Intel 320 Series SSDSA2CW120G310 2.5" 120GB SATA II MLC Internal Solid State Drive (SSD) - OEM
- as the OS program drive of course
SAMSUNG EcoGreen F4 HD204UI 2TB SATA 3.0Gb/s 3.5" Internal Hard Drive
- planning to put 3 of these in a RAID 5 or 10 array
ASUS Black Blu-ray Burner SATA BW-12B1LT LightScribe Support - OEM
Antec Performance One Series P183 V3 Black Aluminum / Steel / Plastic ATX Mid Tower Computer Case
Antec CP-850 850W Continuous Power CPX SLI Certified CrossFire Ready 80 PLUS

Over at newegg this totals to $1625

Any thoughts?
Should I splurge on the i7-2600K?
Is that a decent HDD for RAID? Any recs for Raid 5 vs. 10?
Any thoughts on the motherboard - I was looking for one with video outputs (is it true that that's required to use the iGPU and quicksinq?) and I really don't need one that'll hold 3 video cards.
The board has SATA 3.0 - do you think it'd be worth it to move up to the Intel 510 120 gb drive from the 320? - My understanding is that it won't make any noticeable difference.
I don't have any idea how to choose a PSU - is that one overkill?

I'd really appreaciate any advice anyone can send my way. I've put together 2 computers in the past ~10 years, so I'm really very amateur.

Thanks in advance...

The 2500K is the premo gaming CPU. I wouldn't go withthe 2600K unless you have spreadsheet modeling, design or higher CPU needs.

With the SSD you are getting lots of speed. Why do you want to raid? For speed? If so you will not get any increase over the SSD. If you're planning to raid for data redundancy remember that you still need to back up. If you do a raid 5 or 10 you should stick with the same manufacturer and HDD model. If you look at user ratings at newegg you will see that WD is the best rated. This is not to diss Samsung, but I'd go with the most reliable OEM in setting up a raid.

I'd recommend the ASRock Z68 Extreme4 if you are going Z68, or the ASRock P67 Extreme4 if you don't do extensive video transcoding. ASRock is the features/price champ for lower and mid end mobos. Unless you need a high end board with PCIE 16 X 16 in Xfire/SLI this class will do.

The PSU is more than you need for a single GPU, but if you ever go to Xfire/SLI it is a good idea.

Antec makes good cases, but I really like Corsair's 600 T cases. They are well cooled, quiet, have good cable management and toolless construction (except for screwing the mobo to the case).
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June 4, 2011 3:32:46 AM

geofelt said:
Looks reasonable.


I would not plan on cf/sli if a single card can do the job. A single 6950/70 or GTX560ti/GTX570 will run everything well at 1080P.
If you anticipate using triple monitor surround gaming, or a 2560 x 1600 monitor, then sli/cf may be appropriate.
They are in the same performance tier. Dont anguish over minor differences.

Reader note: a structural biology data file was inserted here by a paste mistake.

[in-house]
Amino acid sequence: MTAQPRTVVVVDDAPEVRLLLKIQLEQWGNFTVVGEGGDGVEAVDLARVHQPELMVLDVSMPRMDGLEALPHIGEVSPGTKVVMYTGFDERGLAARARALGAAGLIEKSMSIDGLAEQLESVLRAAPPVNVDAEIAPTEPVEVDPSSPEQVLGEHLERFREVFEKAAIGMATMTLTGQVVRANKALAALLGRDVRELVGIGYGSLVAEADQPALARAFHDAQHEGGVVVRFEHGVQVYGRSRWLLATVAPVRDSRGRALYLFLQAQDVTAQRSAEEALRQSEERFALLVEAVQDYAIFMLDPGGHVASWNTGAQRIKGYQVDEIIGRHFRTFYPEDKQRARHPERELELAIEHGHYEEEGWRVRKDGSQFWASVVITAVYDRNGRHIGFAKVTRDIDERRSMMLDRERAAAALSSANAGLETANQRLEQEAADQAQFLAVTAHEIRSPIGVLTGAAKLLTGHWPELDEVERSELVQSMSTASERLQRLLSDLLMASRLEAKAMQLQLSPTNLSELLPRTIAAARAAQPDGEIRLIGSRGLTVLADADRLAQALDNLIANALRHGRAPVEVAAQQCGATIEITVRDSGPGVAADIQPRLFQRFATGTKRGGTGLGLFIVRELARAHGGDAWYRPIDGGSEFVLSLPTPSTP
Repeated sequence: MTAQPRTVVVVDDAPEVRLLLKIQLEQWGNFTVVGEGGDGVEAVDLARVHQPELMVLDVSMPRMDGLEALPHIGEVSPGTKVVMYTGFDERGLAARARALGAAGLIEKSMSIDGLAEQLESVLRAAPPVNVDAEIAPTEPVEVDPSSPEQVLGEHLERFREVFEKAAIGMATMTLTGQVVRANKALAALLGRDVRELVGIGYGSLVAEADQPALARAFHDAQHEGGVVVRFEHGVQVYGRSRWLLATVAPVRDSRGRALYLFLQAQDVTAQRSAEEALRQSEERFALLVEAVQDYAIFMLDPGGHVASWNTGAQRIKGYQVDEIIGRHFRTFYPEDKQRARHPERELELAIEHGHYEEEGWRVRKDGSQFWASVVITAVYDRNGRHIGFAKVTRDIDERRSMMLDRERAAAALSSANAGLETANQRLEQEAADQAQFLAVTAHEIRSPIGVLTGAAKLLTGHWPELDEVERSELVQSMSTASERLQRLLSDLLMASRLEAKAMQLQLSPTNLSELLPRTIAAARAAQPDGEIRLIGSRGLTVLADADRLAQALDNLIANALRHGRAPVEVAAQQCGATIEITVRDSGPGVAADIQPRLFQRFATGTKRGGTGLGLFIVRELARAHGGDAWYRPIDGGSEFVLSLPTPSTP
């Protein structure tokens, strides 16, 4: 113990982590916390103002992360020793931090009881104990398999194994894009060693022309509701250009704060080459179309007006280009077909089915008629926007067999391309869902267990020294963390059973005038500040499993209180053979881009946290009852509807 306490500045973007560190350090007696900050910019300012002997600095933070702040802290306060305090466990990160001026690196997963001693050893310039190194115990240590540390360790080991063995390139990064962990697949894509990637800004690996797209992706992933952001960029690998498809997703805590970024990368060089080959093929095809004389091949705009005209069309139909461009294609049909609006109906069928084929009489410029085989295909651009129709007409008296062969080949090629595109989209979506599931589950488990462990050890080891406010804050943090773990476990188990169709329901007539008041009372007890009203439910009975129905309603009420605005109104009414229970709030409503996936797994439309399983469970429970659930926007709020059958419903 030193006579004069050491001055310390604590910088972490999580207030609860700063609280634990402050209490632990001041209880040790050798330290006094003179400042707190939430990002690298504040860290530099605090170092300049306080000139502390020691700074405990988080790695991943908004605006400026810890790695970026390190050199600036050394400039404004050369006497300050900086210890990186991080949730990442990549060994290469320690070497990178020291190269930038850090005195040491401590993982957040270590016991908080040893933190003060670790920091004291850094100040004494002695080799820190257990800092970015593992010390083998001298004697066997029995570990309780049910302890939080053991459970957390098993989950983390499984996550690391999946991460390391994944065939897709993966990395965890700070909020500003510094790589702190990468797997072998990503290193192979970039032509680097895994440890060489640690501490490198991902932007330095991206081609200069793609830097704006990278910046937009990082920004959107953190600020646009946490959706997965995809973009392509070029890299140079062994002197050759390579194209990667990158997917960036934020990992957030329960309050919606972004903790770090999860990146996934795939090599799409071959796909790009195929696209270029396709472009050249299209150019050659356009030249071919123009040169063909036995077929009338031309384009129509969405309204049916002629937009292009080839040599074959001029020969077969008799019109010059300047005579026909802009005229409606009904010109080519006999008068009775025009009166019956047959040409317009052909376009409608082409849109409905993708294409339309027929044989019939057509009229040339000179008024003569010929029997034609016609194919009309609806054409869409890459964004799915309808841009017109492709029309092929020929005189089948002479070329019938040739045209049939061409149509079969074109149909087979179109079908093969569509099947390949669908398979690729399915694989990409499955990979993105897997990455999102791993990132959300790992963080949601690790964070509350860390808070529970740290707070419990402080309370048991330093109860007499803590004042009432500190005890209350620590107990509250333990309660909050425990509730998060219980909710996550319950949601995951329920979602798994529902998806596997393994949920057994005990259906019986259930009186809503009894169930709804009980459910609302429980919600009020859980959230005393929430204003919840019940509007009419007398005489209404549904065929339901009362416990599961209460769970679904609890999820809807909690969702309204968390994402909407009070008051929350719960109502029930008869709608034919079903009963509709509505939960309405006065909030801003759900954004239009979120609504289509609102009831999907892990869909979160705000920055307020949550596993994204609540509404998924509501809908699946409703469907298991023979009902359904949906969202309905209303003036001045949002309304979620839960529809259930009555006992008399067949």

Personally, I like the ones with a direct exhaust cooler like the GTX570. Others like the msi 6950 have nice coolers for an open testbed, but installed in a case, they heat up both the cpu and the vga air. Not good.
If the future should demand more, then just sell the card and get the next best thing.




I agree with all of your advice except the GPU cooling. The shrouded GPUs are poorly cooled. Using a shroud to push air through a small aperture is like pissing through a pin hole: you get lots of warm splash back. Better cooled cards like the twin frozer, and tornado designs cool well because they let the case do its job: exhaust the heat. I took the POS shroud off my GTX 470 and replaced it with the Zalman 3000VF and the GPU temps went down 30 C under load and 20 C at idle. A well ventillated case will push all that heat away, while a shroud keeps it over the GPU like a convection oven. My tests under furmark showed the same GTX 470 going to overheat (I limited it to save the GPU) at 105 C within 15 mins with the shroud, and pushed to 85 C after an hour with the Zalman 3000VF. Intensive gaming shows the 30 C decrease above after an hour. Sorry to spoil your theory, but real world tests show the shroud to be an engineering mistake made to bury your GPU.
June 4, 2011 3:53:30 AM

Thanks for all the input guys

- as far as RAID my interest is for data redundancy. Long ago I had a drive fail and it was a huge pain in the ass. I've had a RAID 5 array for a couple years now (3 1TB drives), and while it does blue screen from time to time (I'm hoping that problem will not occur with my OS on a separate non-RAIDed drive) and I've had 2 drives fail (thanks to WD sabotaging their consumer drives so they can charge $100 more for "raid edition" - haven't had a problem after migrating over to Seagate) recovery was much less painful. I'm too lazy to back up all but my most important stuff so I've liked the extra bit of safety that the RAID gives.
June 4, 2011 2:19:27 PM

One caution: if your HDD becomes infected with malware it replicates on the raid. The one advantage of a good backup routine is that you have a defiinte restore point (and if you have more than one disk image you will have one that is pre-malware). While raid takes the pain out of redundency, so too do the automatic system backups that you can set up in Windows. Plus, if you backup to a dedicated backup drive, you have more storage overall.

But "chacon a son gout."
!